Five Minutes with a Legend: Gail Donovan

Published on 4 August 2021

Photo: Gail Donovan of Donovans, St Kilda

Gail Donovan has worked in hospitality for more than five decades, with nearly half of that time spent helming the ship at her St Kilda establishment, Donovans which she runs with her husband. A woman with a passion for food, drinks, and people, Donovan has a unique ability to harness the most out of the people around her, bringing everchanging creativity and eternal positivity to the table. 

A valued member of the MFWF community since its beginnings, Gail was inducted into the MFWF Hall of Fame as an Industry Legend in 2004.

The proudest moment in my career has been... I don’t look at this as a career, I look at this as my life. We started Donovans 24 years ago, and it has been growing every day since – I think that’s something to be proud of, don’t you? When we first took over the lease here, it was an ugly old building. I used to look next door at the magnificent Stokehouse and then look at our joint and say to Kevin, “Well, we’ve got a toilet block, why don’t we try and turn it into a house?”. It has been our house on the beach ever since, and even our customers refer to it as that. That was always our ambition, to be a house rather than a block on the beach, and we’ve done that.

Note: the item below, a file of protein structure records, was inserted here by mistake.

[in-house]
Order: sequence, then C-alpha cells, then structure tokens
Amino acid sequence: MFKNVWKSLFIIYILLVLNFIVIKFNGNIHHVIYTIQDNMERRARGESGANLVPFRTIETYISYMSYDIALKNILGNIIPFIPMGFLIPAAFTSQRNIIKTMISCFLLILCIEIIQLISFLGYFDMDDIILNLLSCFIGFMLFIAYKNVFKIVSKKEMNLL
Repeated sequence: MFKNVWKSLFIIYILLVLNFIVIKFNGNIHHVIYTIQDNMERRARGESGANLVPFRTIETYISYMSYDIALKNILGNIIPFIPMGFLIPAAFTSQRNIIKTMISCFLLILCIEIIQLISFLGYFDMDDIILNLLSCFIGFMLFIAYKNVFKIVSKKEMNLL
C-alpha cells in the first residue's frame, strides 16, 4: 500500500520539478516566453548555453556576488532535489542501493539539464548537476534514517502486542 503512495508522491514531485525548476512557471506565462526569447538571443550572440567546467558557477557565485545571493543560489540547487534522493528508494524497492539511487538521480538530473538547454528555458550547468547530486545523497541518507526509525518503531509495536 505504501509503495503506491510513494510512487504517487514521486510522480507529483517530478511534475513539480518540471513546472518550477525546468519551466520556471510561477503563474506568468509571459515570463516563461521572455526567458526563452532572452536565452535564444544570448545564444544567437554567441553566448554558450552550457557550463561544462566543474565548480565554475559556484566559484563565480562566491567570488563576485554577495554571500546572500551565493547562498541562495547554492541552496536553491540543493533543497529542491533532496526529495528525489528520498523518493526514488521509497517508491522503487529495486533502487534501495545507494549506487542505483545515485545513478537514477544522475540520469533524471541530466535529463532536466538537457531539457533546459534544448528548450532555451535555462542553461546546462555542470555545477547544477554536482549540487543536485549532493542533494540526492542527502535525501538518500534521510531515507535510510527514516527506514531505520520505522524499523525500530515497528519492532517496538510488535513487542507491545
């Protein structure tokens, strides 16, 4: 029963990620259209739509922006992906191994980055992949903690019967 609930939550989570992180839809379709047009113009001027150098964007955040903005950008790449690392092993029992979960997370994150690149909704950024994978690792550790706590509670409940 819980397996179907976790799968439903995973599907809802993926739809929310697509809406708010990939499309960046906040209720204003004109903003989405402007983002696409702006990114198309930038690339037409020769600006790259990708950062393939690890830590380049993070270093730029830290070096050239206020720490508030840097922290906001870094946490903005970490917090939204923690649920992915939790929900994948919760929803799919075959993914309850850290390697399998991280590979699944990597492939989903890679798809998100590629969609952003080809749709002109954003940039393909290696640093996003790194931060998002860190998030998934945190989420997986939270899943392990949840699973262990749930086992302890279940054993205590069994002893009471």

My mentor is my darling husband, Kevin. He arrived in Melbourne to open By The Hyatt on Collins, and I managed to bullshit my way into him hiring me as ‘banquet sales manager’, and from the very start it was so exciting. I knew I wanted to marry him right away, but I also knew I wanted to work with him. He took a hotel banquet hall and was turning over a million dollars a month – and that was back in the ‘80s. His work ethic is extraordinary. He’s a spreadsheet maniac and he’s the man that makes sure we make our small profit, and that it gets shared accordingly.